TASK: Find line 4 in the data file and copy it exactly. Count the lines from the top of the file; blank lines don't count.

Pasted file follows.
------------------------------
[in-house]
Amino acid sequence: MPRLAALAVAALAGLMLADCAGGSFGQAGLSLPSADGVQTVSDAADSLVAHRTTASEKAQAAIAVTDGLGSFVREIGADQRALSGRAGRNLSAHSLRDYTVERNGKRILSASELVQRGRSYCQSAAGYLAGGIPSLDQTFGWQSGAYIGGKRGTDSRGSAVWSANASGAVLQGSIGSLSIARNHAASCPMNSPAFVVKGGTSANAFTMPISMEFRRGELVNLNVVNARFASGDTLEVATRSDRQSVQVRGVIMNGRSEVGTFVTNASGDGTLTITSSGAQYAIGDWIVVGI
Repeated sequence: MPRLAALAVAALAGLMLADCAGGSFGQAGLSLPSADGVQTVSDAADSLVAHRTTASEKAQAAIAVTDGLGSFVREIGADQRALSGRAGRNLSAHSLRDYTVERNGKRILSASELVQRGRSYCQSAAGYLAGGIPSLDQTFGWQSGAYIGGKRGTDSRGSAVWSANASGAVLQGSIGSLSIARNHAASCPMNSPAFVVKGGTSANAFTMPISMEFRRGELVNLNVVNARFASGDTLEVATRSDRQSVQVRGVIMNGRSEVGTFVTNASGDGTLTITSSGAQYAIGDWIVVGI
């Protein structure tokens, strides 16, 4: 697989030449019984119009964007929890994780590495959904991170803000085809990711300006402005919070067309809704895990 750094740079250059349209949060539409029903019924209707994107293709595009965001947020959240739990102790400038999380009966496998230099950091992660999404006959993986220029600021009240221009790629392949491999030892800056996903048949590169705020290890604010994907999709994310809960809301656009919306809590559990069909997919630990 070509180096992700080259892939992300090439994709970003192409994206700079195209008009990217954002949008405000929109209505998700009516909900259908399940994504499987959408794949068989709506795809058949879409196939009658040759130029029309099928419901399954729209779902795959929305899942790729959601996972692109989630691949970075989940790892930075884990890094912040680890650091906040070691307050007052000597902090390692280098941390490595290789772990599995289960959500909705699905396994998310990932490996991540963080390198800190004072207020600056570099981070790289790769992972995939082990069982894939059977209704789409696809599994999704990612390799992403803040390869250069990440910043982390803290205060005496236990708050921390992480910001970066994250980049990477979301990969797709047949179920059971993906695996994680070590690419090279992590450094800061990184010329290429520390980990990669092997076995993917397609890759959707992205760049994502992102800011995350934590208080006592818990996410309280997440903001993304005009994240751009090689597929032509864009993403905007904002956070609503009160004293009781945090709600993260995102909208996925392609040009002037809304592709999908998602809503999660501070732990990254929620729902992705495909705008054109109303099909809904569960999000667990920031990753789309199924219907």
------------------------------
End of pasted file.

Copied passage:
């Protein structure tokens, strides 16, 4: 697989030449019984119009964007929890994780590495959904991170803000085809990711300006402005919070067309809704895990 750094740079250059349209949060539409029903019924209707994107293709595009965001947020959240739990102790400038999380009966496998230099950091992660999404006959993986220029600021009240221009790629392949491999030892800056996903048949590169705020290890604010994907999709994310809960809301656009919306809590559990069909997919630990 070509180096992700080259892939992300090439994709970003192409994206700079195209008009990217954002949008405000929109209505998700009516909900259908399940994504499987959408794949068989709506795809058949879409196939009658040759130029029309099928419901399954729209779902795959929305899942790729959601996972692109989630691949970075989940790892930075884990890094912040680890650091906040070691307050007052000597902090390692280098941390490595290789772990599995289960959500909705699905396994998310990932490996991540963080390198800190004072207020600056570099981070790289790769992972995939082990069982894939059977209704789409696809599994999704990612390799992403803040390869250069990440910043982390803290205060005496236990708050921390992480910001970066994250980049990477979301990969797709047949179920059971993906695996994680070590690419090279992590450094800061990184010329290429520390980990990669092997076995993917397609890759959707992205760049994502992102800011995350934590208080006592818990996410309280997440903001993304005009994240751009090689597929032509864009993403905007904002956070609503009160004293009781945090709600993260995102909208996925392609040009002037809304592709999908998602809503999660501070732990990254929620729902992705495909705008054109109303099909809904569960999000667990920031990753789309199924219907």